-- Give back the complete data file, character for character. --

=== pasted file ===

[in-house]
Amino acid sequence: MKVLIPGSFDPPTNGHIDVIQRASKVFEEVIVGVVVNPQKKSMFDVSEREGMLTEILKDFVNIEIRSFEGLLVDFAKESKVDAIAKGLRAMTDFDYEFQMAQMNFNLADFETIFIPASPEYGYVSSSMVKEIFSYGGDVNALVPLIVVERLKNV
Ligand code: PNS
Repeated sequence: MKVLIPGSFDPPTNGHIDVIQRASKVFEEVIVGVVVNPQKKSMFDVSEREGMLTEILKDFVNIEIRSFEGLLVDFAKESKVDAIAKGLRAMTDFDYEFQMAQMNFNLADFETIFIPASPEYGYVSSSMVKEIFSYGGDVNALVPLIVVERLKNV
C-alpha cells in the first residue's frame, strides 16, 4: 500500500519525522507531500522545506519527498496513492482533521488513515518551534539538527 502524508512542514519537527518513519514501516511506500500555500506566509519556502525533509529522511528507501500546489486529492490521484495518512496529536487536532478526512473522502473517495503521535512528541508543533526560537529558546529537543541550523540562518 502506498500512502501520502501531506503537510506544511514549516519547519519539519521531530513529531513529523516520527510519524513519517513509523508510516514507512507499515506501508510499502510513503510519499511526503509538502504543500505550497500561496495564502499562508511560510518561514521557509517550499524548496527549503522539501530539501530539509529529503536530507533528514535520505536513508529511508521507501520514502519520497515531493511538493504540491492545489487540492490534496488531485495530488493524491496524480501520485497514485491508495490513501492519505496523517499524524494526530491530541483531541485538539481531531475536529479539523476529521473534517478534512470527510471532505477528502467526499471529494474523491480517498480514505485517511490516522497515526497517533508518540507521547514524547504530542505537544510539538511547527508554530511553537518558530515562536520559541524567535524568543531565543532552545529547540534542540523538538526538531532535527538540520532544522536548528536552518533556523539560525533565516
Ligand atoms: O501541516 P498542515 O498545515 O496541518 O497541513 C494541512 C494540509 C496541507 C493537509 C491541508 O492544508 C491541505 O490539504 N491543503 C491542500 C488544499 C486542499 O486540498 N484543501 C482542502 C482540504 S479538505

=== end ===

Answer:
[in-house]
Amino acid sequence: MKVLIPGSFDPPTNGHIDVIQRASKVFEEVIVGVVVNPQKKSMFDVSEREGMLTEILKDFVNIEIRSFEGLLVDFAKESKVDAIAKGLRAMTDFDYEFQMAQMNFNLADFETIFIPASPEYGYVSSSMVKEIFSYGGDVNALVPLIVVERLKNV
Ligand code: PNS
Repeated sequence: MKVLIPGSFDPPTNGHIDVIQRASKVFEEVIVGVVVNPQKKSMFDVSEREGMLTEILKDFVNIEIRSFEGLLVDFAKESKVDAIAKGLRAMTDFDYEFQMAQMNFNLADFETIFIPASPEYGYVSSSMVKEIFSYGGDVNALVPLIVVERLKNV
C-alpha cells in the first residue's frame, strides 16, 4: 500500500519525522507531500522545506519527498496513492482533521488513515518551534539538527 502524508512542514519537527518513519514501516511506500500555500506566509519556502525533509529522511528507501500546489486529492490521484495518512496529536487536532478526512473522502473517495503521535512528541508543533526560537529558546529537543541550523540562518 502506498500512502501520502501531506503537510506544511514549516519547519519539519521531530513529531513529523516520527510519524513519517513509523508510516514507512507499515506501508510499502510513503510519499511526503509538502504543500505550497500561496495564502499562508511560510518561514521557509517550499524548496527549503522539501530539501530539509529529503536530507533528514535520505536513508529511508521507501520514502519520497515531493511538493504540491492545489487540492490534496488531485495530488493524491496524480501520485497514485491508495490513501492519505496523517499524524494526530491530541483531541485538539481531531475536529479539523476529521473534517478534512470527510471532505477528502467526499471529494474523491480517498480514505485517511490516522497515526497517533508518540507521547514524547504530542505537544510539538511547527508554530511553537518558530515562536520559541524567535524568543531565543532552545529547540534542540523538538526538531532535527538540520532544522536548528536552518533556523539560525533565516
Ligand atoms: O501541516 P498542515 O498545515 O496541518 O497541513 C494541512 C494540509 C496541507 C493537509 C491541508 O492544508 C491541505 O490539504 N491543503 C491542500 C488544499 C486542499 O486540498 N484543501 C482542502 C482540504 S479538505